The layout of the city of Huambo reflected the imperial vision and the modernity of the new century. Clearly inspired by cities in the Americas and in the British colonies, it mirrored the notion of a garden city (a city with a green belt and planned areas for residence, services, industry and agriculture), in addition to the “indigenous quarters”, in a time when all colonial powers promoted racial segregation in residential and social areas.
Under the vital impulse of Norton de Matos, Huambo was conceived as a large administrative, commercial and industrial centre and even as a leisure area for Belgians from the Congo. The plan envisaged hotels, playing fields, markets, schools, parks, workers quarter, headquarters, prison, etc. The ambitious civic centre around the palace square and the roundabout (larger than the existing one), would have had administrative buildings, courthouses, banks, a theatre, a library, and a casino.
It was the starting point for several wide avenues, two of which run parallel as far as the station area in the eastern section of the city. The public washing places, the waste treatment plant and the slaughterhouse would be located in the Kusava valley to the north, outside the city. Republican anticlericalism explains the unusual fact of the lack of a church, just a chapel “for all kinds of worship” in the cemetery. Adobe, wattle-and-daub, zinc and thatch were officially excluded from the urban area. The original project by Roma Machado, despite having being changed, is still recognizable in the main area of the uptown.
But the real city, basically of a trading and bureaucratic nature, took many years to be formed since it not only sprawled to the north of the line but also had two hubs from the start: the political/administrative one uptown, and the economic one, downtown, in the vicinity of the single station (as the Benguela Railway kept the passenger and goods stations next to each other). The crowning glory of the route to the city downtown would be the construction in the 1940s of the imposing headquarters of the Commercial Association and of the Bank of Angola, overlooking the gardens opposite the station.
Huambo was elevated to municipal seat in 1921 and in 1928 the high commissioner, Vicente Ferreira, approved a new preliminary plan for the city, changed its name to Nova Lisboa (which was used until 1975) and the Organic Charter of Angola made it the “theoretical” new capital of the colony (until the review of the Colonial Act in 1950) although with no practical consequence. In 1933 the Urban Committee Building became the Town Hall. The electricity network was inaugurated in 1936 and tap water in the 1940s. Until that time the city’s supply had come from shallow hand-dug wells, two fountains and water sold by the Benguela Railway. On the 4th September 1940 Huambo was also elevated to the status of diocesan see. In fact, the city grew enormously from the 1930s and 1940s onwards. Henrique Galvão also alludes to those who “designed on paper a vast town, the largest city of Angola [...] a theoretical city, with half a dozen scattered houses from which a car took endless minutes to go from one to another, passing through thatched quarters and vacant streets”. But Ondina Braga, decades later, considered “Nova Lisboa, clear, flat, and lively [...] Vast avenues were what I saw there, well-structured arteries with pleasant, sober, single-storey houses and flowered gardens.”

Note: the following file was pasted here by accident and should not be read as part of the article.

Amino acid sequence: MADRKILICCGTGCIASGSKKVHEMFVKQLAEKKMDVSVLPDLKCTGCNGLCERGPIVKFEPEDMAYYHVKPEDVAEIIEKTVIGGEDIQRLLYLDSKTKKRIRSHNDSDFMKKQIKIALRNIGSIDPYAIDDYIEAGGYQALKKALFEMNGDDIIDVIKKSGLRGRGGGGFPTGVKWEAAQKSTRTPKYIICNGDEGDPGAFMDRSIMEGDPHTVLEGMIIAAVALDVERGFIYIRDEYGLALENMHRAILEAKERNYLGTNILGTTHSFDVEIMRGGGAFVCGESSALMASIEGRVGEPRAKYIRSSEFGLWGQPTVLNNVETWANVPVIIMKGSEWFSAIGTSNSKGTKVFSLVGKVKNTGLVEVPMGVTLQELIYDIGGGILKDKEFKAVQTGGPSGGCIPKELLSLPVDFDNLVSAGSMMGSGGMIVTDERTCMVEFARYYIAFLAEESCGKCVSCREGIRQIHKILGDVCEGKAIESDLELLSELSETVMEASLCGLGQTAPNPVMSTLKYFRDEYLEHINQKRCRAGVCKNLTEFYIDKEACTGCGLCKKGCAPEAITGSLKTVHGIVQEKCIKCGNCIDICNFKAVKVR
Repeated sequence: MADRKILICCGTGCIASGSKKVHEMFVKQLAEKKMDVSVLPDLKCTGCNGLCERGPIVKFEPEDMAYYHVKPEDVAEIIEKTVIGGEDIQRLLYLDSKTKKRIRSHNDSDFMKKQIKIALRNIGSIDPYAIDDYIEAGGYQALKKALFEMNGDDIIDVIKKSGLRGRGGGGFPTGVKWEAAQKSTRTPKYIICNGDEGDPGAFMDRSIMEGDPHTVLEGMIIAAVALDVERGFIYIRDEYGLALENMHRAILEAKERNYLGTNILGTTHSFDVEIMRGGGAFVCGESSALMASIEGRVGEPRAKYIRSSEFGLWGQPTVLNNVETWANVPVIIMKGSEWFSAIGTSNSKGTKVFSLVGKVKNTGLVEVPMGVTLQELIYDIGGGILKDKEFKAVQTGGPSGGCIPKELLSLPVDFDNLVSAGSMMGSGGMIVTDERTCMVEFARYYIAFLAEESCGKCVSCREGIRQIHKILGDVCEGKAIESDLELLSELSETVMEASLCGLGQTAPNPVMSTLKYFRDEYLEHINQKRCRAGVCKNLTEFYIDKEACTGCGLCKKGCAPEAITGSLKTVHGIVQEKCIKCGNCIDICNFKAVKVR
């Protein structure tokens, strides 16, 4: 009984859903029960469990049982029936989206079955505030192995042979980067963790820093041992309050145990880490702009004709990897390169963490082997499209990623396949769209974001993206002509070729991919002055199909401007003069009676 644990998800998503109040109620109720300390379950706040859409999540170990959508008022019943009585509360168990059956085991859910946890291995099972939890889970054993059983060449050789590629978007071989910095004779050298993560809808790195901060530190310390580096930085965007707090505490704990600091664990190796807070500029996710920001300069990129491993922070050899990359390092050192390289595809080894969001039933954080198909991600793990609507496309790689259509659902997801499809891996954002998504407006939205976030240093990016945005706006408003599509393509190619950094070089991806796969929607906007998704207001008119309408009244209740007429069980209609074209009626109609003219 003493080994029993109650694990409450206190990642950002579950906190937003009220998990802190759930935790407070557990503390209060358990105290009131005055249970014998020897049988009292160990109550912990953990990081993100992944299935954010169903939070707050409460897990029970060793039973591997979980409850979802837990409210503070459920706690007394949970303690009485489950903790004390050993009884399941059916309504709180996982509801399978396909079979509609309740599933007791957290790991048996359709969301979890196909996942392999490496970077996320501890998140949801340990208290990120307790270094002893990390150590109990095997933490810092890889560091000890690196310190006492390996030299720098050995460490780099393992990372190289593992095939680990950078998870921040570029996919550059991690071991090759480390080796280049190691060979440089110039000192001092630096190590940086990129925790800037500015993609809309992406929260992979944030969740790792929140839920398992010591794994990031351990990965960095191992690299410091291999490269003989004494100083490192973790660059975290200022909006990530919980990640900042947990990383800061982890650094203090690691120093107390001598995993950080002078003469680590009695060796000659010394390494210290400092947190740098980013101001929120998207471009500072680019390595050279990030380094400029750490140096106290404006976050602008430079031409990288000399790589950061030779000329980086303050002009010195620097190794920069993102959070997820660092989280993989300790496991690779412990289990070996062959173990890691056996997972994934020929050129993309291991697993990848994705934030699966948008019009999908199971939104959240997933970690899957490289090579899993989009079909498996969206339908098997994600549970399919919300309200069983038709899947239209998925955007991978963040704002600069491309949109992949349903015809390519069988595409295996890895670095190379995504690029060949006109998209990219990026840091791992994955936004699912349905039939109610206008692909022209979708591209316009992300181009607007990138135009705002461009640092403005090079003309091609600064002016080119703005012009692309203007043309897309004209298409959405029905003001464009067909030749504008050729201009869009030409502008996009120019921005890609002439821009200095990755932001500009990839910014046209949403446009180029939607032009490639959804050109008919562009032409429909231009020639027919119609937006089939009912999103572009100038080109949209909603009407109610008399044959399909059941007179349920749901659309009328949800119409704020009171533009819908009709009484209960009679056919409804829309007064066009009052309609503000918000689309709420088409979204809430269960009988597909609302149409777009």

A new plan was ellaborated in 1946-1947 after the intervention of the Gabinete de Urbanização do Ultramar (Overseas Urbanization Office) whose experts were scandalized by the width of the streets and squares in a city with fewer than 3,500 whites and “civilized” mixed people. Areas designed for hotels and parks were eliminated, residential areas for Europeans were extended and new “indigenous quarters” were planned. Racial segregation was an expressed purpose, although it was never fully achieved, especially in outlying outskirts where construction norms were less strict than those in the Portuguese quarters of Benfica and Cacilhas. In 1948, the city was finally granted a charter. Despite the clear population increase (16,288 inhabitants in 1940; 28,296 in 1950), the central part of the city evolved slowly while urban sprawl was notorious. The following decade saw the development of the city downtown (hotels, libraries, cinema, shops) while uptown public buildings were renewed and the residential area was extended. With 40,000 inhabitants in 1960, Huambo was the third city in Angola. Over the following years the city grew at a rapid pace in terms of extension and in height, with many buildings of more than six floors. The avenue defined by the Central Hospital and the Church of Our Lady of Fátima signalled the start of the Fátima Quarter which was still incomplete in 1975 (and remains so nowadays): spacious bungalows, with walled gardens and vegetable gardens, two-storey semi-detached houses, an area of luxury mansions of two or three floors and swimming pools, and a street with “economic houses”. Alongside the workshops of the Benguela Railway and light industry, heavy industry was developed, defying the traditional control of the tertiary sector in the economy of Huambo. As the second city of Angola in population (62,000 inhabitants in 1970), Huambo was also, at the time of independence, the second major industrial hub and one of the main academic cores, which made the effects of its later decay even more dramatic, being geographically located at the epicentre of the long-lasting civil war. Now reconstruction and new urban undertakings are changing once again the city’s face.